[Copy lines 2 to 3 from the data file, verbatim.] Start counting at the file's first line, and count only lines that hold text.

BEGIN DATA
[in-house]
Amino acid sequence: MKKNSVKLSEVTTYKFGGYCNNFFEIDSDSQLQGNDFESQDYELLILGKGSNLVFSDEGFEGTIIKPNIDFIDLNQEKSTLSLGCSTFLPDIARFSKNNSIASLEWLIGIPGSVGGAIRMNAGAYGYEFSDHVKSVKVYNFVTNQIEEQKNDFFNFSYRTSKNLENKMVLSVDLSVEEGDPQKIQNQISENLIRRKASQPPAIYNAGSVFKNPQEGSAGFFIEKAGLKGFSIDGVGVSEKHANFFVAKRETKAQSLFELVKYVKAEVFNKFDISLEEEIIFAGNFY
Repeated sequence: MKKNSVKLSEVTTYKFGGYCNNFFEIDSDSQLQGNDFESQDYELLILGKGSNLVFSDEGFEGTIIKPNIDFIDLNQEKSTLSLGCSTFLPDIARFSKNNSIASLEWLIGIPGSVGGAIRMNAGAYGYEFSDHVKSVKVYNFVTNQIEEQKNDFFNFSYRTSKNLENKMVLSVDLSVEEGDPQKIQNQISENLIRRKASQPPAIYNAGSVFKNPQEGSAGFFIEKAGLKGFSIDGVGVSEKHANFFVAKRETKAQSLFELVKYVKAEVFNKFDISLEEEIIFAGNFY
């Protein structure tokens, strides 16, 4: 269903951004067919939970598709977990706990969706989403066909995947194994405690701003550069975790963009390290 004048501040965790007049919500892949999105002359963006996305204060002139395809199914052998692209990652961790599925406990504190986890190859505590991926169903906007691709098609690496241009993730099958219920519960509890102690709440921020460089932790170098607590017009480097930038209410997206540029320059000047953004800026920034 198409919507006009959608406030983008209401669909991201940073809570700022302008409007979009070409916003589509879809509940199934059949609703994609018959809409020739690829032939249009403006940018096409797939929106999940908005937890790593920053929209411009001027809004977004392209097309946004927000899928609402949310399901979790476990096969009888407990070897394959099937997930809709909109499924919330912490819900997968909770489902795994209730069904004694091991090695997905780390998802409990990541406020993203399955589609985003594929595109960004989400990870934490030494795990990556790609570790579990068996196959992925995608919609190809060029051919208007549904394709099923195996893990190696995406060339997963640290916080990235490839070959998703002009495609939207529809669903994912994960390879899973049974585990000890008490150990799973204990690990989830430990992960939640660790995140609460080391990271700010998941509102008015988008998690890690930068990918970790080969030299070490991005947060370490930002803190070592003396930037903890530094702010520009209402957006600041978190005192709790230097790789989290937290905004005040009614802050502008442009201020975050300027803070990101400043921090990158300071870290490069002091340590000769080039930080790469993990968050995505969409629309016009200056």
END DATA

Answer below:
Amino acid sequence: MKKNSVKLSEVTTYKFGGYCNNFFEIDSDSQLQGNDFESQDYELLILGKGSNLVFSDEGFEGTIIKPNIDFIDLNQEKSTLSLGCSTFLPDIARFSKNNSIASLEWLIGIPGSVGGAIRMNAGAYGYEFSDHVKSVKVYNFVTNQIEEQKNDFFNFSYRTSKNLENKMVLSVDLSVEEGDPQKIQNQISENLIRRKASQPPAIYNAGSVFKNPQEGSAGFFIEKAGLKGFSIDGVGVSEKHANFFVAKRETKAQSLFELVKYVKAEVFNKFDISLEEEIIFAGNFY
Repeated sequence: MKKNSVKLSEVTTYKFGGYCNNFFEIDSDSQLQGNDFESQDYELLILGKGSNLVFSDEGFEGTIIKPNIDFIDLNQEKSTLSLGCSTFLPDIARFSKNNSIASLEWLIGIPGSVGGAIRMNAGAYGYEFSDHVKSVKVYNFVTNQIEEQKNDFFNFSYRTSKNLENKMVLSVDLSVEEGDPQKIQNQISENLIRRKASQPPAIYNAGSVFKNPQEGSAGFFIEKAGLKGFSIDGVGVSEKHANFFVAKRETKAQSLFELVKYVKAEVFNKFDISLEEEIIFAGNFY